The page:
For an Aussie, or in particular a Queenslander, and more particularly a country Queenslander, a verandah is a necessary part of life.
It’s where you observe the world as it passes lazily by; and commune with it, from the earth below to the sky above and all points in between, depending on the angle offered by your verandah chair.
Me, I’ve always found a verandah to be a happy compromise, neither in nor out. And here on Frosty Creek, Muckadilla, my new verandah offers me more in the way of observation at close quarters than I could possibly have hoped for a year ago when Frosty Creek was not on the horizon as a dwelling option for us.
Thanks to the miracles of wireless internet, I can sit here working on my computer with a backdrop (or frontdrop, actually) of Frosty Creek and all it offers. I hear the breeze rustling the leaves of the river gums and box trees, currently lapping up the new life delivered by spring and rain – lots and lots of rain. I can hear, and see, the willie wagtails about their busy business amongst the lower prickly shrubs. I can see myriad white butterflies as they hover and drift and play –presumably – in the wind. I can hear the lambs in the sheepyards calling their mothers, and their mothers calling them, and it never stops when they are in the yards even though they must have well and truly mothered up by now.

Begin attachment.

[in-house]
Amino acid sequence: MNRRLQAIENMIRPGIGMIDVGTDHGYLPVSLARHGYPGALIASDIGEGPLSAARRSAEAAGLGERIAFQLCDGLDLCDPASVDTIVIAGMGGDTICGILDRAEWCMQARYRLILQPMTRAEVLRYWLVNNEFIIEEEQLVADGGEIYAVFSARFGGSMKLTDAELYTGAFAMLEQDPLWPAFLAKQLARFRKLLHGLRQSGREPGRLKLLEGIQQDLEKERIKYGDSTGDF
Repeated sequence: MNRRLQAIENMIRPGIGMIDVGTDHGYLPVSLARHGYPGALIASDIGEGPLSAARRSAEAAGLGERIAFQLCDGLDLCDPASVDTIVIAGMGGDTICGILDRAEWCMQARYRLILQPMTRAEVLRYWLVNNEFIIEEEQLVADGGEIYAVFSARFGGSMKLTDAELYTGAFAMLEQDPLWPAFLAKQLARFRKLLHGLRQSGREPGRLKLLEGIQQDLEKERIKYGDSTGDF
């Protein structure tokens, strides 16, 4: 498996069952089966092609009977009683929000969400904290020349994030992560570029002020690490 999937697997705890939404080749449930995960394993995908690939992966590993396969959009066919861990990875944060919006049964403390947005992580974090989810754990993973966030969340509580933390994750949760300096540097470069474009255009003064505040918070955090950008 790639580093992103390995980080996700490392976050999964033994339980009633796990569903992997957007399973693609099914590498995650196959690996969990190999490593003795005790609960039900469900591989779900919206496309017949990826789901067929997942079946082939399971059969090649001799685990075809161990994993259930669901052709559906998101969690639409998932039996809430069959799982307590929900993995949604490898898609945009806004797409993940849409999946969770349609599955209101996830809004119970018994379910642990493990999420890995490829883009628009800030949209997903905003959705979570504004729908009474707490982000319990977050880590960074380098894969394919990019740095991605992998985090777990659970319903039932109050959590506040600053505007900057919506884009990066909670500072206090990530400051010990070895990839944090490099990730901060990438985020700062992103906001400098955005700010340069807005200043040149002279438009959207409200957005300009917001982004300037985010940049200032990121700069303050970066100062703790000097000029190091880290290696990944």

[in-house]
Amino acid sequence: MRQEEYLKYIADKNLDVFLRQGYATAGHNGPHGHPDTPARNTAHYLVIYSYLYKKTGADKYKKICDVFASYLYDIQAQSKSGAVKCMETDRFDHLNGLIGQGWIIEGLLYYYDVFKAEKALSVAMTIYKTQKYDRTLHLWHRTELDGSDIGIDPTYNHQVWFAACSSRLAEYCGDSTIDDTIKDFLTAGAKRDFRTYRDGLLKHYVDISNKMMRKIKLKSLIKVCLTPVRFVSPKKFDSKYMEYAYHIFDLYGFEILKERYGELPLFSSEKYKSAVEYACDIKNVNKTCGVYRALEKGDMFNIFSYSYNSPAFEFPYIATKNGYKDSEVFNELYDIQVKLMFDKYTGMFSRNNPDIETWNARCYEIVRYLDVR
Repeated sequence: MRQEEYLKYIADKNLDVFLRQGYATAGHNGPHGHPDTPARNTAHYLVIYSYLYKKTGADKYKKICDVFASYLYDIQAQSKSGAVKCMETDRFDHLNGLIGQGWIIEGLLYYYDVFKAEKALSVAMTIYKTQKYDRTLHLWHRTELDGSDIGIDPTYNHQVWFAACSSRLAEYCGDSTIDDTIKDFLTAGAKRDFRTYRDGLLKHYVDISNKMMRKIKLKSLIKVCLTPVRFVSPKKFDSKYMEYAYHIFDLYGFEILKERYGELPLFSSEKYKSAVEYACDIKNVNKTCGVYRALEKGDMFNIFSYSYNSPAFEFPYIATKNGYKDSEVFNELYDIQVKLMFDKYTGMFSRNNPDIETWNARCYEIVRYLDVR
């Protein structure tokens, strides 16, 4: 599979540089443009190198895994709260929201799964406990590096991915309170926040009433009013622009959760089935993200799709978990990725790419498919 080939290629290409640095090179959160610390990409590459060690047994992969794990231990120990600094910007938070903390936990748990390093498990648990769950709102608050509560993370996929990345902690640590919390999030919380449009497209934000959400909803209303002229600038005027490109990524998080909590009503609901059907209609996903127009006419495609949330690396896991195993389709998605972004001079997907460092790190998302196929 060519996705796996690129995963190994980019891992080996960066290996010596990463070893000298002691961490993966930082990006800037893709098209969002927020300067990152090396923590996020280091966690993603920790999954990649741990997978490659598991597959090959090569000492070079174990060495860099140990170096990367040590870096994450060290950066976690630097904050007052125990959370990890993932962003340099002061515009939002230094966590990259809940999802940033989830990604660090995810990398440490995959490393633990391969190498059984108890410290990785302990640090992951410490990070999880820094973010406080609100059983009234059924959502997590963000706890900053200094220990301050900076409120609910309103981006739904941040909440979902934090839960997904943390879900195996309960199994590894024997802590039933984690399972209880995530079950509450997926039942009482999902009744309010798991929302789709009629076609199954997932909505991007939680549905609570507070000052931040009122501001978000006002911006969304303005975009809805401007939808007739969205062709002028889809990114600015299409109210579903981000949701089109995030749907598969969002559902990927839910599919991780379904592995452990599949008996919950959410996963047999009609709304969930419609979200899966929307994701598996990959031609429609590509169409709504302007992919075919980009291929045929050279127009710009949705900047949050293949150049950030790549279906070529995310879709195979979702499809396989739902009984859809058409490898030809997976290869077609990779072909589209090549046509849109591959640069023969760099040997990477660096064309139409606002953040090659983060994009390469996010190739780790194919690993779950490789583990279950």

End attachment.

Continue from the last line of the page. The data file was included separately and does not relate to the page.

And now a flock of sheep wanders past not 10 metres from where I sit, uninhibited by a garden fence (which, happily, we do not have) and heading for the rich pickings which abound in the green grass all about that has made them fat and contented.
A kookaburra calls to his friend; magpies sing, a truly delicious song. The various cheeping and twittering tells of lives being led and bounty being enjoyed by bird life of which I catch only glimpses as the many different birds swing from tree to tree.
I choose electronic silence. There is more sound than enough to satisfy the senses.
© Jane Grieve – www.janegrieve.com.au